Since graduating from high school a few years ago, Emily, a 21-year-old from South Carolina, has studied at the College of Charleston, the University of South Carolina and a few community colleges.
At each college, her story was the same. “I kept messing up,” she says. “I was caught up in the party lifestyle and got involved in drugs. Everywhere I went, it ended terribly.” But after Emily hit bottom and went to detox, her family helped her enroll at a different kind of institution, where long-term recovery and academic success are both priorities.
College students drink a lot of alcohol. Administrators try to stop them. We know this. But a new study evaluates how well colleges and universities actually address alcohol abuse on campus, and it turns out that the most effective methods aren’t the most common.
This semester, Wesleyan University administrators modified the student Code of Non-Academic Conduct to ban the “misuse or abuse” of prescription drugs. This inclusion is not unusual; many colleges, including Wesleyan’s peer institutions, ban prescription drug abuse in their student codes. But the case of Wesleyan is an anomaly because of the ban’s origins.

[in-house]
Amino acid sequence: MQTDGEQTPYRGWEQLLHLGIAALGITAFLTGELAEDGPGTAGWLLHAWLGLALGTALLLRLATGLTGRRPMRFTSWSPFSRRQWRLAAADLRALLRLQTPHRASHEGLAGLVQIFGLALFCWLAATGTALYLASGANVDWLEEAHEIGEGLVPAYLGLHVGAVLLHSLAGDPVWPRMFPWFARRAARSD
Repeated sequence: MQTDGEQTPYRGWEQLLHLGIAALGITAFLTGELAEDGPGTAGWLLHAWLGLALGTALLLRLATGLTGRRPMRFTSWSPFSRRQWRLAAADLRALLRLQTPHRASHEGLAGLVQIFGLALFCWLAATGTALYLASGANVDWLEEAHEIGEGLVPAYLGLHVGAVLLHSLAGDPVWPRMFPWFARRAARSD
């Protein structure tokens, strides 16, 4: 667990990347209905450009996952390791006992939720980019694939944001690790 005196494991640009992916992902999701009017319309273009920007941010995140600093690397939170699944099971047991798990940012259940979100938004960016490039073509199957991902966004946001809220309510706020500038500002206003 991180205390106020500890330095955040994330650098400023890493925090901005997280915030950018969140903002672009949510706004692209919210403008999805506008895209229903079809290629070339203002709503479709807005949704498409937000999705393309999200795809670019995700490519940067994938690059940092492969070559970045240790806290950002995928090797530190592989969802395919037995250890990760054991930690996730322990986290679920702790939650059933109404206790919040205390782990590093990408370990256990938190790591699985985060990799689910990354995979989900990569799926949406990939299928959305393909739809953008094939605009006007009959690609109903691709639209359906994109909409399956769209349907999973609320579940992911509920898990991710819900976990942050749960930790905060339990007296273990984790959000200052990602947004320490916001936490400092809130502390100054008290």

A few months ago, a drink called Four Loko caught the attention of students, colleges, news media and politicians across the country. Its dangerous mix of lots of caffeine and lots of alcohol made it a target of the Food and Drug Administration, which eventually outlawed the beverage – though it has since returned, sans the caffeine.
Dubbed “blackout in a can,” Four Loko and the craze it spawned ultimately fell off the college radar.